Proof of Burn | Consensus Through Coin Destruction

spongebob fire proof of burn
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Proof of Burn (PoB) is a relatively unheard of consensus method that aims to address the energy consumption problems found in proof of work (PoW) systems. Iain Stewart, the creator of proof of burn, argues that both proof of work and proof of stake consume real resources, which could be otherwise used for better purposes. Bitcoin is obviously the most notable PoW network. Though, the jury is still out on what the environmental impact of it really is.

How Does Proof of Burn Work?

When coins are destroyed on the blockchain we refer to them as being burned. This is the conventional way to explain the concept, although nothing is technically destroyed. The actual implementation requires sending coins in circulation to an unspendable address, known as an eater address.

Eater addresses have no private key, which means that while anybody can view the total coins and transactions at that address nobody can access it to unlock the funds. It’s important to provide this kind of transparency so that the public can verify whether coins have actually been burned. There are a number of ways to implement proof of burn that we’ll cover in the next section. Here is an example of an eater address:

Bitcoin eater address holding around 13 Bitcoins which can never be recovered! Proof of Burn
Bitcoin eater address holding around 13 Bitcoins that can never be recovered!

Proof of Burn Cryptocurrencies


The most notable example of a PoB cryptocurrency is Counterparty. It has a relatively long history in such a young industry, as it was launched in 2014 before Ethereum and the ICO craze. Counterparty tokens (XCP) are created on the Bitcoin blockchain when BTC is sent to an unspendable Counterparty address:

Counterparty eater address holding around 2 100 Bitcoins! Proof of Burn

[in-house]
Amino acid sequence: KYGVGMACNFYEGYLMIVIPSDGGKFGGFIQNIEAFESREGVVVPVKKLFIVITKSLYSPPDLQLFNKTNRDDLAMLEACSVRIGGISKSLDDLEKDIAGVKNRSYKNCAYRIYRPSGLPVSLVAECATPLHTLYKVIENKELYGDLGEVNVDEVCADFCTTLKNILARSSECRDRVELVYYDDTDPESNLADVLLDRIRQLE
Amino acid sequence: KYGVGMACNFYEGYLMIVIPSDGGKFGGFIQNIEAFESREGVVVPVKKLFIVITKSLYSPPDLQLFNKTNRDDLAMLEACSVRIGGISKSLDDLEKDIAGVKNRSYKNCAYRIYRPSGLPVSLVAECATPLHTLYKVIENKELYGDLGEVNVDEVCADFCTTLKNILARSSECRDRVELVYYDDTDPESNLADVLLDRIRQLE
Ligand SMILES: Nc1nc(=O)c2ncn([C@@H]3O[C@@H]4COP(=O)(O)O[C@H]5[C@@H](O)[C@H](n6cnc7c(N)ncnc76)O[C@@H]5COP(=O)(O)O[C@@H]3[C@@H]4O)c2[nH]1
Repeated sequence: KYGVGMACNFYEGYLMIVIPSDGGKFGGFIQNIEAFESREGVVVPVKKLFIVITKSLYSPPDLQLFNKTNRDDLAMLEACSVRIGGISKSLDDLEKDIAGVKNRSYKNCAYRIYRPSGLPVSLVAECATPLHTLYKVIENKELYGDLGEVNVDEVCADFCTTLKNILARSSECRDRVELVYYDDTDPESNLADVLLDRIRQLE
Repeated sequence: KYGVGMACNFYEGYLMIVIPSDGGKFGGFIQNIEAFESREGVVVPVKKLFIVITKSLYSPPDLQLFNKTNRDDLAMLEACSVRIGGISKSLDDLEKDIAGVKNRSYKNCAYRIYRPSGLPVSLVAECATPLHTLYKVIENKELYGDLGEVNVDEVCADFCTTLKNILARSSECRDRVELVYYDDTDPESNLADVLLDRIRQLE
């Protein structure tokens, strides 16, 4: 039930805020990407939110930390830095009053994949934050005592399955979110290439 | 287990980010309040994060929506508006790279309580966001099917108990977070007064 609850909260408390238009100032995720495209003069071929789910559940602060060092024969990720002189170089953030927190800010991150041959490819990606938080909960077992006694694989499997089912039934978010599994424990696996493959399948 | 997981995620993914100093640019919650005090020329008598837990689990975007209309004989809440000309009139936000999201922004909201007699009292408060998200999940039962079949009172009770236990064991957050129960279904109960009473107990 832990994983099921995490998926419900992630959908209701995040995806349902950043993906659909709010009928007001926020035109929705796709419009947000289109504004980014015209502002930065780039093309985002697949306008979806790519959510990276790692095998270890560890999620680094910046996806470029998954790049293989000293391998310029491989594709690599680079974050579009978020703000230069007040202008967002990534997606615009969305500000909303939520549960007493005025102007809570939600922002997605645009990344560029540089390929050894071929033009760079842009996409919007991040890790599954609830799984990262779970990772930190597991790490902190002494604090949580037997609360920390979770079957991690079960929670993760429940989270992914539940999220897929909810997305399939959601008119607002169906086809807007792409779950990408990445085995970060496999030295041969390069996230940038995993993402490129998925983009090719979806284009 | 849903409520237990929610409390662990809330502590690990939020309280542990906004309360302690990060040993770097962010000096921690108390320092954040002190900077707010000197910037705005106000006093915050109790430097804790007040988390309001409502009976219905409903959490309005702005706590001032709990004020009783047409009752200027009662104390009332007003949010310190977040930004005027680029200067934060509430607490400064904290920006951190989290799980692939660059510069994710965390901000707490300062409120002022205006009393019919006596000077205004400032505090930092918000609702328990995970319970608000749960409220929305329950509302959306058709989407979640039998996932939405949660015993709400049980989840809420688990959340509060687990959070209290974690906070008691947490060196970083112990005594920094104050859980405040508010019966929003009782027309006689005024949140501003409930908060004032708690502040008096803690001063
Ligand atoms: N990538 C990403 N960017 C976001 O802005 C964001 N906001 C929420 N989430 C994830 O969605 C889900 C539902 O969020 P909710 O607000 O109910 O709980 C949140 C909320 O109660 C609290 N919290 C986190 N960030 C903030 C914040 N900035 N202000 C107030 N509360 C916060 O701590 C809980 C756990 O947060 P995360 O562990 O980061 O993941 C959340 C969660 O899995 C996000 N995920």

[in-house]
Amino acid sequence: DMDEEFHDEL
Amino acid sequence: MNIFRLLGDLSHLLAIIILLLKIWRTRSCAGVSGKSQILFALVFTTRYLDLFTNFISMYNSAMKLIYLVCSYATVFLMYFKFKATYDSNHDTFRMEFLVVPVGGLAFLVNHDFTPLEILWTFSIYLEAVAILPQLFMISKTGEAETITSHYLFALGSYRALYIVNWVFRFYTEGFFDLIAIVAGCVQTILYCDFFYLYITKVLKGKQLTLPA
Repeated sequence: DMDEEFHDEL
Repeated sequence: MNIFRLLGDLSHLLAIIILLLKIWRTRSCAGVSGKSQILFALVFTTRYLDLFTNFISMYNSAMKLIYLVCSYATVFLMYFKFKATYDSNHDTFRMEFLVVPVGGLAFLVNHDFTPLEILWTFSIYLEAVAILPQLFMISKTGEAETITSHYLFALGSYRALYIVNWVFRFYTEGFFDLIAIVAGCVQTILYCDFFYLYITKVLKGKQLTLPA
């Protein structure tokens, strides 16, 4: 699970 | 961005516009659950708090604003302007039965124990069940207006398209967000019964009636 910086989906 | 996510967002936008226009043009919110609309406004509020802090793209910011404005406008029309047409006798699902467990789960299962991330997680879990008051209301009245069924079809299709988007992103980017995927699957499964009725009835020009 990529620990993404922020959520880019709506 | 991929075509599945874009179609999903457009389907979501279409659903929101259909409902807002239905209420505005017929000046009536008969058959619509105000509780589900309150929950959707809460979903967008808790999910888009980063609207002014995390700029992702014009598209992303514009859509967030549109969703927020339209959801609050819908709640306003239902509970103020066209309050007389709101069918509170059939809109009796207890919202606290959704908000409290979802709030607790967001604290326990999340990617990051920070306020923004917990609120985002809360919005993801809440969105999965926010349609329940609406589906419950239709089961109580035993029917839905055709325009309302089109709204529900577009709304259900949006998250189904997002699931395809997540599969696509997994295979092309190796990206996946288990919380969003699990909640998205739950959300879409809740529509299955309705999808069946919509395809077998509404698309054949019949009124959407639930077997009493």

Counterparty eater address holding around 2,100 Bitcoins!


Slimcoin uses a different model. Miners need to burn a part of their coins in order to secure the right to mine new blocks on the network. In theory, this means that miners are still working to secure the network, except that it’s in the form of the destruction of coins. The idea here is that miners don’t need the heavy expense of hardware and electricity to do the work.


Factom uses a more complicated implementation process called burn and mint. In the Factom ecosystem, tokens are constantly being created through the project’s monetary policy. On the flip side, tokens are burned as data is committed to the blockchain. Essentially, the more the Factom network grows the more tokens are burned, and ultimately the coin supply should decrease.

Pros and Cons

In the case of Counterparty, the obvious advantage of this approach is that miners are encouraged to stick around for the long-term. Cryptocurrency is a fascinating industry, but the frequency of new coins, forks, and, hash wars calls into question stability of many of these networks. When everyone is out to make a quick buck there’s little chance of creating projects that will benefit users for years to come.

In terms of negatives, we once again have to draw our attention to the problem of centralization. Those who have more resources to burn can do so and are in turn rewarded with more mining power. This doesn’t deal with the mining centralization problem we currently see with Bitcoin.